NASA Successfully Launches Carbon-Sniffing OCO-2
As scheduled, NASA successfully launched its carbon-sniffing spacecraft named the Orbiting Carbon Observatory-2 (OCO-2) at 2:56 a.m. PDT (5:56 a.m. EDT) on Tuesday.
The OCO-2 took off from Vandenberg Air Force Base in California, on a United Launch Alliance Delta II rocket. Approximately 56 minutes after the launch, the observatory separated from the rocket into an initial 429-mile (690-kilometer) orbit and performed a series of activation procedures.
So far OCO-2 seems to be in excellent condition to complete its two-year mission, which is to locate Earth's sources and sinks for atmospheric carbon dioxide, the world's leading greenhouse gas, and major driver of climate change.
"Climate change is the challenge of our generation," NASA Administrator Charles Bolden said in a news release. "With OCO-2 and our existing fleet of satellites, NASA is uniquely qualified to take on the challenge of documenting and understanding these changes, predicting the ramifications, and sharing information about these changes for the benefit of society."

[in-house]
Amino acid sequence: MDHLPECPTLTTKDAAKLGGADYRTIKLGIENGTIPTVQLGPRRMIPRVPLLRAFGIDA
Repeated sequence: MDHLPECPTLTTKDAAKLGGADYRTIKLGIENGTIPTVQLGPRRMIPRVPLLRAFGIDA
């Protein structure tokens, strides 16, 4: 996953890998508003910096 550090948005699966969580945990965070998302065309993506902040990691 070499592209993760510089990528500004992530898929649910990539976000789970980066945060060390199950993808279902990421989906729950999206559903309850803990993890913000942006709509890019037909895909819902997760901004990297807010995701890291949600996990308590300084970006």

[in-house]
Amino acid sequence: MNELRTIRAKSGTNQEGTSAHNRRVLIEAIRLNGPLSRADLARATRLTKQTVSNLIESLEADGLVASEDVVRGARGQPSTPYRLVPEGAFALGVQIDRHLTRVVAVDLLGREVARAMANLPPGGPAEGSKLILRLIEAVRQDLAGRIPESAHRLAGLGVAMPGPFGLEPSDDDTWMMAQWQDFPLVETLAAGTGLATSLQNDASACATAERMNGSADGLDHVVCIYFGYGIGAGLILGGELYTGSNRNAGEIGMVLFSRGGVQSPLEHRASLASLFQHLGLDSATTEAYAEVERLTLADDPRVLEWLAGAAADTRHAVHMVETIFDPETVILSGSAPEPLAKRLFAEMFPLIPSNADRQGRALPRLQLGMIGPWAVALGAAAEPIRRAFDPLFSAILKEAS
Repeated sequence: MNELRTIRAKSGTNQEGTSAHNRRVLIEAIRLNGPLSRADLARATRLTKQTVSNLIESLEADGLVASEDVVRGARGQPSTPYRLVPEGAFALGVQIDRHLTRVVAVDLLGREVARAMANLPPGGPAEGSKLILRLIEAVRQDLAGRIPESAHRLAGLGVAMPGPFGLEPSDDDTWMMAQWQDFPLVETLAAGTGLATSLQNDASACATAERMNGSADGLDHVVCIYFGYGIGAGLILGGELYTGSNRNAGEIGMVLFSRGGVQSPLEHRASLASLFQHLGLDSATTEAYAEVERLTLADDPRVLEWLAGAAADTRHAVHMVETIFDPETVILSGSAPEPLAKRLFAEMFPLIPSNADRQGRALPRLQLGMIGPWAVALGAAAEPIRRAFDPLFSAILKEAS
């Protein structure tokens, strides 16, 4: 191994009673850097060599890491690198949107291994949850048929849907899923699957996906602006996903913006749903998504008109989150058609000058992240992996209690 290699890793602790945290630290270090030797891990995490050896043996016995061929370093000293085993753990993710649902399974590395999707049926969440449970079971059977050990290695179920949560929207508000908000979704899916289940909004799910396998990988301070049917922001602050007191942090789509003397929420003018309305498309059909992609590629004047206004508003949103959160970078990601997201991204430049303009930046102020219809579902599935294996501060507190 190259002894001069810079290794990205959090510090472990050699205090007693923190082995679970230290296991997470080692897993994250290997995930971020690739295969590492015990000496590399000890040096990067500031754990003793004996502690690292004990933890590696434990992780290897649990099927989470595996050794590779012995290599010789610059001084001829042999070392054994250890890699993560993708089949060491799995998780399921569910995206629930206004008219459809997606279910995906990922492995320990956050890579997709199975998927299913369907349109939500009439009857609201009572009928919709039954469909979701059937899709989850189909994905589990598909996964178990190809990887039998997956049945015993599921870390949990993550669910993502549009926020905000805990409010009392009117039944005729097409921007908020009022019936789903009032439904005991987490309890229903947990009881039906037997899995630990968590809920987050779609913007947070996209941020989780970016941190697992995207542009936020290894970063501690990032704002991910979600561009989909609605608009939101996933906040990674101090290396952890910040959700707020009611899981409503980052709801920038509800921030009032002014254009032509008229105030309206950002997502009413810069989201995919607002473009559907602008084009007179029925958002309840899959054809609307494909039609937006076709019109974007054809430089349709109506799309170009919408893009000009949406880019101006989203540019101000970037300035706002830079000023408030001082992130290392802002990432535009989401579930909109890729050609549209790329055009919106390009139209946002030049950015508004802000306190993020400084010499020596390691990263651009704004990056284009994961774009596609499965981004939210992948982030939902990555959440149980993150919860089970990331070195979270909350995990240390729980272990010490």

Carbon dioxide sinks are the places on Earth's surface where carbon dioxide is removed from the atmosphere. Finding them will help scientists accurately predict how the levels of this greenhouse gas will change in the future and affect Earth's climate.
"Scientists currently don't know exactly where and how Earth's oceans and plants have absorbed more than half the carbon dioxide that human activities have emitted into our atmosphere since the beginning of the industrial era," said David Crisp, OCO-2 science team leader at NASA's Jet Propulsion Laboratory in Pasadena, Cali.
OCO-2 will take about 100,000 of the most detailed pictures of Earth's carbon sources to date based on the wavelengths of light the gas absorbs. Operations will begin 45 days after launch, and scientists expect to release their first initial estimates of atmospheric carbon dioxide concentrations in early 2015.